Wishful thinking and miscalculation by progressives as well as Handel’s simple task of convincing Georgia’s Sixth Congressional District that its Democratic candidate was, in fact, a Democrat led to the defeat of Jon Ossoff.
Of course, some blame bigotry—though I can no longer fathom an instance that does not elicit such a claim—but Karen Handel’s recent victory should come as little surprise in what we have heard a million times over is a Republican stronghold of a district. Inherent in the hopes of Democrat officials, boosters, and PACs alike was the assumption that discontent with Donald Trump equaled a changing tide of partisanship toward the Democratic Party. Well-done but vague advertisements attempted to muddy Ossoff’s partisan leaning with advocacy of ‘accountability,’ ‘cutting wasteful spending,’ and ‘creating high-tech jobs,’ all admittedly canny and attractive moderate positions.
However, his platform, in the end, was simply given too much time to fester. We’ve heard all the facts and figures about the one point margin for Trump in 2016 and the massive margins achieved by Tom Price and Mitt Romney, but progressives and conservatives alike (myself and some colleagues included) seemed all too dismissive of the red-stained history of the sixth.
The reason we all should have seen this coming is this: Handel and Republican PACs had the not-so-incredibly immense task of convincing a Republican district that a Democratic candidate actually held Democratic values.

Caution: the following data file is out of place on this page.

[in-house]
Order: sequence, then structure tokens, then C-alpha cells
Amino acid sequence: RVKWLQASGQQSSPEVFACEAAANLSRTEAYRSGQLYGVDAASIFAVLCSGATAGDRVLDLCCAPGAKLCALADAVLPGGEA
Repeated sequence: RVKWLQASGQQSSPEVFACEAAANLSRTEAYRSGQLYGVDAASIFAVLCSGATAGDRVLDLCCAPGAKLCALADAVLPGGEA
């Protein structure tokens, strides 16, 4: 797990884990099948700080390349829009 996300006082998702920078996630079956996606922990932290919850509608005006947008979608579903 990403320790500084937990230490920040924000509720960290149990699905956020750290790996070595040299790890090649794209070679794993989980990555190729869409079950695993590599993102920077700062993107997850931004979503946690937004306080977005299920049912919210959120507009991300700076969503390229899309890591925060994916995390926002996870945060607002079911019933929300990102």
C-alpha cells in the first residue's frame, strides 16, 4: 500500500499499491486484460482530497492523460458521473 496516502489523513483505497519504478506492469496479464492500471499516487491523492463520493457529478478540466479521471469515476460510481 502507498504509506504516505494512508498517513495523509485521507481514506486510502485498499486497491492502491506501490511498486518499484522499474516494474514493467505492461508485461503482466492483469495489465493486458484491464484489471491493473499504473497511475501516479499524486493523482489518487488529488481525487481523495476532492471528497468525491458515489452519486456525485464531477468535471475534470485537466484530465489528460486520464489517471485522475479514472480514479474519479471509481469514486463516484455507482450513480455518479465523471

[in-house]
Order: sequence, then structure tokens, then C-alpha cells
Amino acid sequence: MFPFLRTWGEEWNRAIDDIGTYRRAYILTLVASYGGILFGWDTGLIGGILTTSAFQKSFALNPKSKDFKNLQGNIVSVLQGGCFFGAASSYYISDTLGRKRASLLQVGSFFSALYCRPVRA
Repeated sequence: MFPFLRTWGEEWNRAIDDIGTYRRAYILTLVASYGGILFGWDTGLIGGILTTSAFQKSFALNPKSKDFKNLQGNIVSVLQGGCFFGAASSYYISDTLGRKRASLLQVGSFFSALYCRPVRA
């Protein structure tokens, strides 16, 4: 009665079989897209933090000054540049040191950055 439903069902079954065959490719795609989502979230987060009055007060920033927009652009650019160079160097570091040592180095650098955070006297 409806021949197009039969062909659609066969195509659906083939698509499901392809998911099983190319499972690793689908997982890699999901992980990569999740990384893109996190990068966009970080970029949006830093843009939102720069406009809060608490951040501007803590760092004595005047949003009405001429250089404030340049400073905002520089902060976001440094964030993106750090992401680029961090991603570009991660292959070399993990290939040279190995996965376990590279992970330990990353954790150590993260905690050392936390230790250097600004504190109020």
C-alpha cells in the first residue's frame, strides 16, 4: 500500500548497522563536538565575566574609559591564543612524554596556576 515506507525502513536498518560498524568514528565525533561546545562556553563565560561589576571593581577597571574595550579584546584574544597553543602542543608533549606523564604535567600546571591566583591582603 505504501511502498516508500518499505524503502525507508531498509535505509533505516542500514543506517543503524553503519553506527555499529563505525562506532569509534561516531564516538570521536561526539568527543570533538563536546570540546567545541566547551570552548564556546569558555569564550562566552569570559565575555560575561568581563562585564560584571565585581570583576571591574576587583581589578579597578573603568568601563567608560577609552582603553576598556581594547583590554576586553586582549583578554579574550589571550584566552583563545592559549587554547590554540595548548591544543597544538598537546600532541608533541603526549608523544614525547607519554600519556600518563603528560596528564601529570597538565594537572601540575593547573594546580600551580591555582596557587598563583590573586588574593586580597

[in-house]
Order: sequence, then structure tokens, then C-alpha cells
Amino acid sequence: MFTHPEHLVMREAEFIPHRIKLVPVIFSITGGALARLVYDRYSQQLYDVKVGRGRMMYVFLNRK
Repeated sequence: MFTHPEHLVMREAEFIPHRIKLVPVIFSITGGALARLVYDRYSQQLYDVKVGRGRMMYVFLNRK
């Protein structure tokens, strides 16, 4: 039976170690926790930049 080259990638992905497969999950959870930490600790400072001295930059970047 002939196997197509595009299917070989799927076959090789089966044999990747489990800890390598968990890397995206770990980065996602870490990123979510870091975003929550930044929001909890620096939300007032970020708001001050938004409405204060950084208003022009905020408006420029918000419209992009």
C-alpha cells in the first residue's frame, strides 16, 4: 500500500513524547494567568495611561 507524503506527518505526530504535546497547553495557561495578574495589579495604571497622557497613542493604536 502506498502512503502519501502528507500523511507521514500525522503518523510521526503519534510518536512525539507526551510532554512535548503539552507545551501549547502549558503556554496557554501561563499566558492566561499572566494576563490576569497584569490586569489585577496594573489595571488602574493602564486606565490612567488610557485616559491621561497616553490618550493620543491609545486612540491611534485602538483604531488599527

In the time between the primaries and the runoff, GOP support consolidated and the goal for the Handel campaign was simple: connect Ossoff to the party with which he’d be voting. Tall as the task ahead of him was, Ossoff had no choice but to accept all the money coming his way, and it comes as no surprise that much of that cash flow was linkable to California progressives (hence Handel’s clever quip) and Nancy Pelosi (hence this CFL Super PAC ad). Unfortunately for Ossoff, this offered too straightforward an opportunity for connection and seems to have foiled his plot to appear as a moderate.
Nonetheless, columns abounded after Ossoff’s loss, many of them holding that Ossoff’s campaign was not progressive enough. Jim Galloway, in today’s AJC in print, takes a degree of this stance as well. While there is one thing Ossoff could have done much better—to point out that Handel was purposely avoiding connecting herself with Trump when she really did have some significant instances of connection (see this closed-door fundraiser, for example)—this editorial line is as ignorant as the assumption that discontent with Trump warrants flipping parties. Then again, the progressive line on failures of progressive programs is hardly ever to reassess the program’s viability, but rather to claim it was not progressive enough.
Handel’s victory comes as a sigh of relief for a Republican Party that is having much too difficult a time putting through (or repealing) genuinely worthwhile legislation. Now, it is time to act swiftly.
— Nick Geeslin is Editor-in-Chief of The Arch Conservative.